Patricof wrote in a February email to contributors that he and his wife, Susan, had been “relatively quiet on the political front” following Clinton’s loss to Obama in the 2008 Democratic primary.

“The most effective way that we all can be helpful to Hillary, and the Democratic Party in general, is to make sure that the Democratic National Committee is as strong as possible if Hillary should decide to run in 2016 and, for that matter, if any other good candidate appears on the scene if she decides not to be in the race,” Patricof wrote in the email, first reported by Politico.

He called the fundraiser with Obama a “fireside chat” that would include 13 couples — 26 people — paying $32,500 per person.

The DNC has been trying to pare down millions of dollars in debt accumulated during Obama’s re-election campaign; through the end of January the DNC owed more than $15 million.

Obama, who will also raise money at a Democratic Senatorial Campaign Committee fundraiser while in New York, has been making a sober fundraising pitch of late, warning that Democrats run the risk of losing control of the Senate if the party doesn’t have the resources to motivate voters this November.

The president’s cash-raising comes amid tensions with Russia over Ukraine and a fast-approaching health care sign-up deadline that have been preoccupying the White House, underscoring the competing demands on Obama. It also comes as Obama is struggling with tepid approval ratings. Recent Gallup and CNN/Opinion Research polls place his job approval at 45 and 43 percent respectively. Over the past year, Obama’s approval ratings as measured by Gallup have fluctuated between a high of 51 percent last April and 39 percent in January.

If Clinton runs and wins the party’s nomination in 2016, the DNC would serve as a platform of continuity between the Obama White House and a future Clinton campaign. Party leaders recently outlined plans to build upon its technological advantage over Republicans and expand its voter registration and protection work in key states, steps that will help Obama’s successor.

The DNC already has plenty of Clinton connections. Committee members include Harold Ickes and Minyon Moore, both longtime advisers to Clinton and her husband, former President Bill Clinton. One of its top fundraisers is Michael Kempner, a New Jersey public relations executive who served as co-chairman of Hillary Clinton’s 2008 national finance committee and was a top bundler for Obama in 2012.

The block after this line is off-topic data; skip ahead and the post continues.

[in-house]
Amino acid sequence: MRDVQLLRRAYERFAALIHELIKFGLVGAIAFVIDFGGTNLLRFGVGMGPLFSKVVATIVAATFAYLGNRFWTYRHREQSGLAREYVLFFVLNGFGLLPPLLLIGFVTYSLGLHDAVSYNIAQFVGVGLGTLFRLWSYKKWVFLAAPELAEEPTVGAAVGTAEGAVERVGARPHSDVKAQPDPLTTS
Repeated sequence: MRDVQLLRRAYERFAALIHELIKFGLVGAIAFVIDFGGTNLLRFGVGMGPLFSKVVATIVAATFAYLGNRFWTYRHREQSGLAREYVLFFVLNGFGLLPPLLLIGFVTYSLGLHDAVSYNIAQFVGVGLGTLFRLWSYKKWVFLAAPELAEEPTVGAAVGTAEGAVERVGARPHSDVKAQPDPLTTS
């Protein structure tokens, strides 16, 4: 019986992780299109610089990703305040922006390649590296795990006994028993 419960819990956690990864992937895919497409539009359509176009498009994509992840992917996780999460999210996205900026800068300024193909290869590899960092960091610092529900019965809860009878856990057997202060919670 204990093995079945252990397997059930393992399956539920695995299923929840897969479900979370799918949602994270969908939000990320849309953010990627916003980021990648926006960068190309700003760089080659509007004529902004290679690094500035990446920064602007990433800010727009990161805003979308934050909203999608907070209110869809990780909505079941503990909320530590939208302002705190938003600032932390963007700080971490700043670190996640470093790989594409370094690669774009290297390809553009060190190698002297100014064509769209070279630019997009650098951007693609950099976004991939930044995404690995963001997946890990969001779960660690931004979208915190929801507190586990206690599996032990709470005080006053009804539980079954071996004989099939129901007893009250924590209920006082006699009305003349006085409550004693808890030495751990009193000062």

For many Clinton backers, the DNC is a natural place to offer help while the former New York senator mulls her future.

“It’s a clear signal that the Clinton faction of the party is seeking to help the president any way possible,” said Hank Sheinkopf, a New York-based Democratic strategist who advised Bill Clinton’s campaigns. “Money is still the mother’s milk of American politics.”

The fundraiser is the latest in a series of steps that have helped bring together the Obama and Clinton camps after the bitterness of the 2008 primary fight.

Democratic super PAC Priorities USA Action recently brought on board Jim Messina, Obama’s 2012 campaign manager, to lead the group. It made clear that it will back Clinton if she seeks the nomination. The super PAC’s executive director is Buffy Wicks, a former top Obama campaign staffer.

Ready for Hillary, a grassroots group aiming to lay the groundwork for a Clinton campaign, is advised by former Obama campaign aides Jeremy Bird and Mitch Stewart. In Iowa, which traditionally holds the nation’s first presidential caucus, the super PAC dispatched 250 volunteers last weekend to sign up new members at county Democratic conventions. The group covered 84 of the state’s 99 counties.

Patricof is managing director of Greycroft LLC, a venture capital firm he founded in 2006. In November, Obama appointed him to the President’s Global Development Council.

 

© Copyright 2014 The Associated Press. All rights reserved. This material may not be published, broadcast, rewritten or redistributed.

Source: Newsmax.com

Obama Administration Drops Proposal to Limit Medicare Drugs.


The Obama administration has abandoned a proposed change in Medicare after the plan was criticized by Republicans and Democrats alike.

The plan would have given health insurance companies more freedom to limit the number of drugs covered by Medicare. Those against the proposal said it would restrict seniors’ access to drugs they need.

Under current Medicare law, the majority of drugs across six classes are covered. The proposed plan would have limited that list to three classes — drugs that treat cancer, HIV and seizures.

“We will engage in further stakeholder input before advancing some or all of the changes in these areas in future years,” Medicare chief Marilyn Tavenner wrote to lawmakers Monday.

Senate Minority Leader Mitch McConnell of Kentucky responded by saying the Obama administration should not go forward with its proposed cut in Medicare Advantage, a program that helps seniors pay for select medical services — including prescription drugs, also known as Part D.